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Tuesday, 10 March 2015 14:54

Moving with Pets

Dogs and cats are creatures of habit. Even though they eventually adjust to new settings, a new home is a very significant change in their world and can be quite disconcerting. Here are some suggestions on how to reduce the anxiety of the transition for these very special members of your household.

  1. In your new home, place things like litter boxes, food dishes and toys in familiar places. For example if you kept the water dish in the kitchen in your old house, put it there in the new house—at least at first. Don’t make any major changes right away. Also, maintain the same feeding, grooming and walking schedules.
  2. Cats especially do not handle change very well. Even the appearance of moving boxes, let alone the commotion of moving day, can be extremely traumatic. If your cat is comfortable being with a friend on moving day that would be best. If not, confine the cat to the room that will have the least amount of change and activity that day. At the new house, only allow your cat to explore the house gradually—expose and give them access to one new room at a time over a 2-3 day period.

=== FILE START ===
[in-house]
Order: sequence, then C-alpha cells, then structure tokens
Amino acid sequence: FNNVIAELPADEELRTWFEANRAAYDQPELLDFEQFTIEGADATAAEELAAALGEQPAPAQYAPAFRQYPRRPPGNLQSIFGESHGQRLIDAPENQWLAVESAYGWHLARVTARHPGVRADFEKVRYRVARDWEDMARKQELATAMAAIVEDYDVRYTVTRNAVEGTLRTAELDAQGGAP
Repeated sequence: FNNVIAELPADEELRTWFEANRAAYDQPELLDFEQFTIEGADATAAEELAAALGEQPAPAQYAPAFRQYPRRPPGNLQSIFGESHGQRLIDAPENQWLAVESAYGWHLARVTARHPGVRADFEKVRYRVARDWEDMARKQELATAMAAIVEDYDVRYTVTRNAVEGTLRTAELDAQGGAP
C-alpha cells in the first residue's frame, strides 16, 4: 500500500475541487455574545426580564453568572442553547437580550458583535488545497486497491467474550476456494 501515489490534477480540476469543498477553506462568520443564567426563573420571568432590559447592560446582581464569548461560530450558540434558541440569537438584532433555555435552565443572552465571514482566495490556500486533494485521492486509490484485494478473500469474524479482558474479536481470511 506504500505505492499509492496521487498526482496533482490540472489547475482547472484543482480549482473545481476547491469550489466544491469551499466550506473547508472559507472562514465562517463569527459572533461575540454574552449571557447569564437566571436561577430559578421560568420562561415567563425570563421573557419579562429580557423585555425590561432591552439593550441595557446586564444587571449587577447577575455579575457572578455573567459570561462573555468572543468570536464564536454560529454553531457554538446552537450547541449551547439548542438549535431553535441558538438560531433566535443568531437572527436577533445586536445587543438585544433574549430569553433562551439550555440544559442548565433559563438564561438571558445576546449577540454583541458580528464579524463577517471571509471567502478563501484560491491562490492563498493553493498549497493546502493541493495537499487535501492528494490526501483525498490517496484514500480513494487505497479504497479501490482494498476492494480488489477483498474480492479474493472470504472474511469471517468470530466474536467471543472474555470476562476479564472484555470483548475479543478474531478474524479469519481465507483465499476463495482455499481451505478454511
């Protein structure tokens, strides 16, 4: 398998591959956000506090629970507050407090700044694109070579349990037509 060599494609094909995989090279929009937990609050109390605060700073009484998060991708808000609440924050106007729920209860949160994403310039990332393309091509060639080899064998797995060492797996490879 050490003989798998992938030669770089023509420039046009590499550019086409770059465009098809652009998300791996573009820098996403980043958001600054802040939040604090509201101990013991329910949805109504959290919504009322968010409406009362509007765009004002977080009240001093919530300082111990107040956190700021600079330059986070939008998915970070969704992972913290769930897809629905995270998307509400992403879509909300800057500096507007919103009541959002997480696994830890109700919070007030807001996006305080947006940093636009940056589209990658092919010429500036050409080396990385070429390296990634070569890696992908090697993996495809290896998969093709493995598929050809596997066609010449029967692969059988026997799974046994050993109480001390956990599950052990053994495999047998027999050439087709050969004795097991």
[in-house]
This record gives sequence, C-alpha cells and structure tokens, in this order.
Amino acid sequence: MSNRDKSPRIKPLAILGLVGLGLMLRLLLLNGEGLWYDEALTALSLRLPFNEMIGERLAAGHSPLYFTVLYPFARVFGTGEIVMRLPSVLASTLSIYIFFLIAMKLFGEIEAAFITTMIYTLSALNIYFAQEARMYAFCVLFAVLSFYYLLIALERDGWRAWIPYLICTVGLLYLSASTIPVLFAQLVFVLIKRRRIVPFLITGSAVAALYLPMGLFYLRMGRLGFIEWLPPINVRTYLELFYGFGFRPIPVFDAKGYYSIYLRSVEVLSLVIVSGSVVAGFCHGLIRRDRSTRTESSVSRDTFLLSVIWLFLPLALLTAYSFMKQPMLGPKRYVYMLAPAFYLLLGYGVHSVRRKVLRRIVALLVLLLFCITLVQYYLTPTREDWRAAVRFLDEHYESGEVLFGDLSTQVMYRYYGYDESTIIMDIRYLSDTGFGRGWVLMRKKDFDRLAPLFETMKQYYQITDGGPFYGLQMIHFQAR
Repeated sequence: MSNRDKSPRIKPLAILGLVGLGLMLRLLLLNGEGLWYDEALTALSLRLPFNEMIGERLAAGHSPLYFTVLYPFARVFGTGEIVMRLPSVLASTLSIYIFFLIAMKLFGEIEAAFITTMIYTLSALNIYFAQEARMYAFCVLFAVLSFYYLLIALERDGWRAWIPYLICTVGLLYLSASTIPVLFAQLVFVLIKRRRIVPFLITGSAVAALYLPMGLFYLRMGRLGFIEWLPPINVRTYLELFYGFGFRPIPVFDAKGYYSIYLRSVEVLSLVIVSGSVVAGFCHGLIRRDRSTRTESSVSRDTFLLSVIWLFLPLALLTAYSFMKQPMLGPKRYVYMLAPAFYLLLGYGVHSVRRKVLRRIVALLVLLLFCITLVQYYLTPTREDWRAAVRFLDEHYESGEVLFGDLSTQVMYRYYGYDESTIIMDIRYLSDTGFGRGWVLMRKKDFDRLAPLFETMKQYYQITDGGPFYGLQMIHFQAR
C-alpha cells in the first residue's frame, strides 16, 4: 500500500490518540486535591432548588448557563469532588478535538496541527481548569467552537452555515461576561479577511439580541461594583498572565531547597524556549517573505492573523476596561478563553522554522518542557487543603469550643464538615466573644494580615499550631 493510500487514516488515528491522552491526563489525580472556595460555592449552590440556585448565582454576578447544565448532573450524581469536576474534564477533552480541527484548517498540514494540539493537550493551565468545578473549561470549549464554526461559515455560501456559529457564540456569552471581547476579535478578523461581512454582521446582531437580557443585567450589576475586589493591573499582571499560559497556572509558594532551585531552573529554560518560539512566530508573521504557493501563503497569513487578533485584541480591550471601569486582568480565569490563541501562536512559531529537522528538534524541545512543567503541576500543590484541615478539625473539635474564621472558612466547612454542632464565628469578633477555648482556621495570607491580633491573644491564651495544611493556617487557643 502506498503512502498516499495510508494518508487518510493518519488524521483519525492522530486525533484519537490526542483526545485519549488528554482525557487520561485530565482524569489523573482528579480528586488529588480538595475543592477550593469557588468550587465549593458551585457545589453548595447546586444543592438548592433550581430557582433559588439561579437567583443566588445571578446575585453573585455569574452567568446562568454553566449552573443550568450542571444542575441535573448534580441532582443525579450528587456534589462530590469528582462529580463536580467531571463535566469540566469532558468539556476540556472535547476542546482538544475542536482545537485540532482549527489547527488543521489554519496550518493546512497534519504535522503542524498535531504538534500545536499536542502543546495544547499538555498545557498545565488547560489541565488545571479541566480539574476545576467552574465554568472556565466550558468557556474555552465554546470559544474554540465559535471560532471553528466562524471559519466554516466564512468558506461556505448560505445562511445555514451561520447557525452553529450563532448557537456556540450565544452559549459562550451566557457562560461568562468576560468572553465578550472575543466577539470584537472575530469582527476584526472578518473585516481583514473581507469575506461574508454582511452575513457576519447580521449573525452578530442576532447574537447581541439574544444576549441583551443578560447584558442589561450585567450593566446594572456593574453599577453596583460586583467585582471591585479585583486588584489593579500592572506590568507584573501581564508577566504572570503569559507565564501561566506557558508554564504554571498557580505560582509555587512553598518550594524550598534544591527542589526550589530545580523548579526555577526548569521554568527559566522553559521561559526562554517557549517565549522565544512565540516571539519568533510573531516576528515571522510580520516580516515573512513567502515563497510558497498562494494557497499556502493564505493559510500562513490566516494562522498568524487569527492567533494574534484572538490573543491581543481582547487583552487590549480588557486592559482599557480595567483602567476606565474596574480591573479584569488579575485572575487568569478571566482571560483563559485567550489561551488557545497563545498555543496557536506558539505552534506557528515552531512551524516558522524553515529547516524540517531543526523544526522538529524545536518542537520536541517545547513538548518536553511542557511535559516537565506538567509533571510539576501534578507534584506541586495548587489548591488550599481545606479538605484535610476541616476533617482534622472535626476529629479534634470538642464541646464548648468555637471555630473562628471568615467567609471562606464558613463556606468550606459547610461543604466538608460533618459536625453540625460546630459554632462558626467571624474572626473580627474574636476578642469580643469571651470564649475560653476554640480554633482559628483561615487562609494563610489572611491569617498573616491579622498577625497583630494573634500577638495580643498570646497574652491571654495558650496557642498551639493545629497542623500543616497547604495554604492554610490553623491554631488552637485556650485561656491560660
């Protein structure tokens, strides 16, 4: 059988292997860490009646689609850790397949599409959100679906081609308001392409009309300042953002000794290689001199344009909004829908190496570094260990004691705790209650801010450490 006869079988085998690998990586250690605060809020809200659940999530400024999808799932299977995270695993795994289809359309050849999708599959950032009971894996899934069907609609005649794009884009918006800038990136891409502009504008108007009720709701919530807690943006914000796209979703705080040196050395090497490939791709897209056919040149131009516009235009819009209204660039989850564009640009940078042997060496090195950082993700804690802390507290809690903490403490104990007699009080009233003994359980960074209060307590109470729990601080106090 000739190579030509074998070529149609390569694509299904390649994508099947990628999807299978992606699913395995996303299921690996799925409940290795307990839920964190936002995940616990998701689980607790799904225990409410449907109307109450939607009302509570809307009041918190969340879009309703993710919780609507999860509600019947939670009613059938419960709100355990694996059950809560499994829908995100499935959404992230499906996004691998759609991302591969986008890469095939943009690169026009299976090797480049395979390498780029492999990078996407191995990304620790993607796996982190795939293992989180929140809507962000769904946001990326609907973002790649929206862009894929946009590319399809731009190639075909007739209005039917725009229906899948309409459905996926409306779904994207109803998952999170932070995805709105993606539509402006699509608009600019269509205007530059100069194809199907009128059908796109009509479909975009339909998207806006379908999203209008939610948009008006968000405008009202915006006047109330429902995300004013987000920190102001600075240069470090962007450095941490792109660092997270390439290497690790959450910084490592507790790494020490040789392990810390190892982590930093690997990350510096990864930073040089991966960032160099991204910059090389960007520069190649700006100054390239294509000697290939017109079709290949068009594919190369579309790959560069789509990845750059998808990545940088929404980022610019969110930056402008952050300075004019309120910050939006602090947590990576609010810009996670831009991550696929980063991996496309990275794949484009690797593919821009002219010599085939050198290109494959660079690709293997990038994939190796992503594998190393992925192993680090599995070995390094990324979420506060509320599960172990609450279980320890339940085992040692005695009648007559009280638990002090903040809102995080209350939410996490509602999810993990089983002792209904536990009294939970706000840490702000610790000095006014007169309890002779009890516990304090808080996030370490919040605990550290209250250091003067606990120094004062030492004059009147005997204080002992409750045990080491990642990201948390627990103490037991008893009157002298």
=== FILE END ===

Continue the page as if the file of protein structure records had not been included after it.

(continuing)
3. Dogs generally are more adaptable but it is important to keep them confined and out of the way on moving day so they don’t run away or get underfoot. As soon as you arrive at your new house, take your dog for a walk around the neighborhood so they can get acclimated to new sounds and smells.

Here are some other things to consider when relocating with pets:

  1. Make pet ID tags with your new address ahead of time and make the change the day of the move.
  2. Identify a new veterinarian ahead of time. Obtain your pet’s health records from your current veterinarian and ask if he or she can help you identify a good vet in your new neighborhood.
  3. Research pet licensing requirements and other pet-related regulations in your new state and town.
  4. Set up a get-acquainted appointment with your new vet for 1-2 weeks after you arrive when your pet has already acclimated somewhat.

Spend a little extra time with your pets in the first few days at the new location. A little reassurance and a slow and steady acclimation process will help your pet through the moving process with a minimum of psychic trauma—and that will be a big relief for everyone!

For more information, please take a minute to review the ASPCA’s insightful guidance about how to help your pets through what could be one of the most traumatic experiences of their lives—moving!